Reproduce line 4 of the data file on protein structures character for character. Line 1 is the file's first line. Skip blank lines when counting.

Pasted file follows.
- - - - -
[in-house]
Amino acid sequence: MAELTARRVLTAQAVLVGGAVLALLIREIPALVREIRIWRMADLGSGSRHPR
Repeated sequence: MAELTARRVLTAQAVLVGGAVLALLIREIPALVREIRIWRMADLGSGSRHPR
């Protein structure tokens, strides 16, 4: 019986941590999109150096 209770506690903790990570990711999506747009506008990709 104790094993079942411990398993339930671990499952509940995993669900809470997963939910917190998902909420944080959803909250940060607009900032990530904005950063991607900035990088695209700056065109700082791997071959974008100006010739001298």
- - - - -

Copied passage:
């Protein structure tokens, strides 16, 4: 019986941590999109150096 209770506690903790990570990711999506747009506008990709 104790094993079942411990398993339930671990499952509940995993669900809470997963939910917190998902909420944080959803909250940060607009900032990530904005950063991607900035990088695209700056065109700082791997071959974008100006010739001298």